Past Results and Future Studies

    • Matters elucidated thus far

      1. Cancers of specific organs have increased among A-bomb survivors.

      2. Non-cancer diseases (cataract, benign thyroid tumor, heart disease, stroke, etc.) have also increased among survivors exposed to high doses of radiation.

      3. Survivors exposed to high doses of radiation tend to show deterioration of the immune system similar to that observed with aging.

      4. Many survivors exposed to high doses of radiation exhibit minor inflammatory reactions.

      5. Research thus far has not indicated any genetic effects in A-bomb survivors’ children.

      6. Observations made to date have not confirmed increased mortality or cancer incidence among A-bomb survivors’ children.


    • Cancers with increased incidence among A-bomb survivors

      In addition to deaths from leukemia, deaths from thyroid, breast, lung, colon, and stomach cancers are known to have increased. On the other hand, however, some cancers, such as of the uterus, pancreas, prostate, and others, have not increased.

      Relative risk of death due to cancer at 1 Sv of radiation exposure (1950-1997)

      Relative risk
      All cancers (excluding leukemia)
       Esophageal cancer
       Stomach cancer
        Colon cancer
        Lung cancer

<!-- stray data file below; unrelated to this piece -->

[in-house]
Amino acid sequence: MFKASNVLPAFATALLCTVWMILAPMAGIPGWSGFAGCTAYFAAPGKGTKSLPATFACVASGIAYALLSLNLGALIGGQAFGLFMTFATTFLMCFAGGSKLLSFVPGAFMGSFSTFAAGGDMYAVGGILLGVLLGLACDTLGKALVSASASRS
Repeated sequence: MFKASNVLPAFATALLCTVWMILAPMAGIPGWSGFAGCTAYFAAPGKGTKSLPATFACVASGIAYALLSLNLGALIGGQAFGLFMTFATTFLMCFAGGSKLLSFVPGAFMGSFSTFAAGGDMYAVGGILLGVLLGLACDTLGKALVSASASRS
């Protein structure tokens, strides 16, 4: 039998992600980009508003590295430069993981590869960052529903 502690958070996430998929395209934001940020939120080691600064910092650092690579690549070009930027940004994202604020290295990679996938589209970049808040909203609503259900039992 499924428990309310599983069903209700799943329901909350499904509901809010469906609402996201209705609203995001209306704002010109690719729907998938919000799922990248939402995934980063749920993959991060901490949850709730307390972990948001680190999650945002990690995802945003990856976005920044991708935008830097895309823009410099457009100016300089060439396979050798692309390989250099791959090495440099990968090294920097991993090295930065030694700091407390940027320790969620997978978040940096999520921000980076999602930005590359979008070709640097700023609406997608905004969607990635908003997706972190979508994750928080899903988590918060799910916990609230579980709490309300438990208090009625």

Breast cancer
       Urinary bladder cancer

      Note: Average relative risk for survivors exposed at age 30, both sexes combined. Risk for leukemia based on data collected between 1950 and 1990.


    • Matters to be elucidated in the next 10-20 years

      1. Are survivors exposed to atomic-bomb radiation when young more sensitive to the effects of radiation than those exposed when older?

      2. Are the cancers expected to increase different between survivors exposed when young and those exposed when older?

      3. Are the cancers that have not increased among the A-bomb survivors to date also unlikely to increase in the future?

      4. Are survivors exposed to atomic-bomb radiation when young more likely to contract non-cancer diseases, including cataract, heart disease, and stroke, than those exposed when older?

      5. In addition to radiation, what effects do such factors as smoking and diet have on cancer development?

      6. How do cancer and other diseases develop following radiation exposure?

      7. Are immunological disorders and inflammation associated with development of diseases induced by radiation?

      8. What genetic factors are involved in individual variation in susceptibility to disease and health effects of radiation?

      9. Are gene mutations increased among the children of survivors exposed to high doses of radiation?

      10. Have lifestyle-oriented diseases increased among A-bomb survivors’ children (now becoming middle-aged and elderly)?


    • Matters likely to take more than 20 years

      1. Why does radiation-induced cancer development vary from organ to organ?

      2. Are cancers induced by radiation different from those induced by other causes?

      3. How do non-cancer diseases increase among A-bomb survivors?

      4. Are lifestyle-oriented diseases expected to increase among A-bomb survivors’ children? If so, why?